Tag Archives: book recommendations

Insomniacs Anonymous 4-21-17

WriteOwls logo 150 blackYou’re awake. Instead of writing the Great American Novel—or even a mediocre one—you’re reading our blog. Okay, then. We offer a topic; you respond. Let your fellow writers inspire you, and return to that manuscript refreshed.

What is the best book you’ve read in the last three months?

Insomniacs Anonymous 3-24-17

WriteOwls logo 150 blackYou’re awake. Instead of writing the Great American Novel—or even a mediocre one—you’re reading our blog. Okay, then. We offer a topic; you respond. Let your fellow writers inspire you, and return to that manuscript refreshed.

What’s your favorite book on writing?

Books for Improving Your Craft

Megan Norris Jones

Megan Norris Jones

I’ve been reading a number of books on writing lately, so I’d like to share a few recommendations with you.

1. The Scene Book by Sandra Scofield.
Most of the books on writing that I have devoured over the years have looked at putting together an entire novel, but this book drills down to the level of the individual scene and delves into what makes these building blocks of a novel work. It’s a thoughtful and insightful guide to this aspect of storytelling, and I learned a lot in the process of reading it that I’m looking forward to incorporating into my own writing.

2. Novel Metamorphosis by Darcy Pattison.
Pattison taught an intensive course on revision at the conference I attended in September, but I couldn’t get up there a day early to attend it, so my sweet husband bought me the book as a consolation prize. It’s as much a workbook as an instruction manual, so wait on this one till you have a finished draft in hand. I already have a running list of things that need to be improved in the next draft of my manuscript, but digging into Pattison’s perspective on revision gave me a solid approach to the process.

3. Self-Editing for Fiction Writers by Renni Browne and Dave King.
Written by two editors, this book gives great advice on improving your own writing that can take it from mediocre to exceptional. My favorite aspect was that most examples came from manuscripts the authors had actually edited, so I could see how to apply the advice in real life. A passage that sounded just fine to me would be taken to the next level with their editing techniques.

What books have you found most helpful in developing your craft?

Happy Love Day!

Naomi Hawkins-Rowe

Naomi Hawkins-Rowe

Ah, Valentines day. It’s the day cupid supposedly shoots his arrow and we all find love. It’s a day when everyone has a decent excuse for a massive sugar high. It’s a day when all you need is love.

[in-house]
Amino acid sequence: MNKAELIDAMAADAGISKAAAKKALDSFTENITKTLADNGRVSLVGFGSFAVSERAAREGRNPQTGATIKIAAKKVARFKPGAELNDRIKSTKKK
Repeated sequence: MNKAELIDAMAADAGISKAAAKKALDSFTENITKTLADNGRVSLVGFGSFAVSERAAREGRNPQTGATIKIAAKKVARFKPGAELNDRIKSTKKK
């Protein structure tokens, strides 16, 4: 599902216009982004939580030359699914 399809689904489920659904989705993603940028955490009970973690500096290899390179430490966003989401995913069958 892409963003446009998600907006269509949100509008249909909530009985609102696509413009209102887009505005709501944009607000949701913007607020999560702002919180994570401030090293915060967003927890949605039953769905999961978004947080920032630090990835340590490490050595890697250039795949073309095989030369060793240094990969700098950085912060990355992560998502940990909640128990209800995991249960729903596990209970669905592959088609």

Don’t worry, I’m not going to get all lovey-lovey on you. At least not in the way you might expect. This post is for the love of books and the various types of love we find in them.

Here at WriteOwls, we are big believers in learning the craft of writing from other authors. If you’ve read our series Learn to Write by Reading, then you know we love to recommend books that have influenced us, or helped us become better writers.

For me the following books have had a profound effect on me in this regard:

Kids of Appetite, aka KOA (some romance, but it’s more about the love between the family you create)

The Serpent King (like KOA, some romance, but more about how deeply true friends can love each other while riding out the most unpleasant aspects of life)

Cloud Atlas (Love that transcends more than one lifetime)

The Cather in the Rye (Holden’s love for his sister and his desire to protect her from going over the edge is classic)

The Red Pencil (love that propels a family to survive)

5to1 (gradually learning to love someone and then allowing them to go on)

On Beauty (0ne of the complex love stories I’ve read in a long time)

Barkskins ( more a love note to a place rather than the people who inhabit it)

I could literally (haha) list 600 more books, but I won’t because I should be writing. (If you have an other recommendations, please share!)

Now it’s your turn. Think of all the books you’ve read where love, and not just romantic love, was illustrated so wonderfully. Think about the way the author effectively showed the love between characters (again, not necessarily romantic). Today, while you write, see if you can apply that to your own writing.

 

 

Learn to Write by Reading: Character Arc

WriteOwls logo 150 blackSuccessful writers say it all the time: To be a good writer, you need to be a good reader. So we challenge you to read more and to read outside of your comfort zone.

Good novels aren’t just about what happens (plot). They’re about how people respond to what’s happening, and how their beliefs change over the course of a story (character arc). In this month’s challenge, we invite you to read books where the authors did a wonderful job of shifting the character’s worldview over the course of the story. Here are some of our book recommendations. Pay particular attention to the growth of the characters over the course of the story.

Alicia: The Lunar Chronicles by Marissa Meyer
Laura: Fried Green Tomatoes at the Whistle Stop Cafe by Fannie Flagg
Megan: Crooked Kingdom by Leigh Bardugo
Naomi: The Red Pencil by Andrea Davis Pinkney
Stacey: Small Gods by Terry Pratchett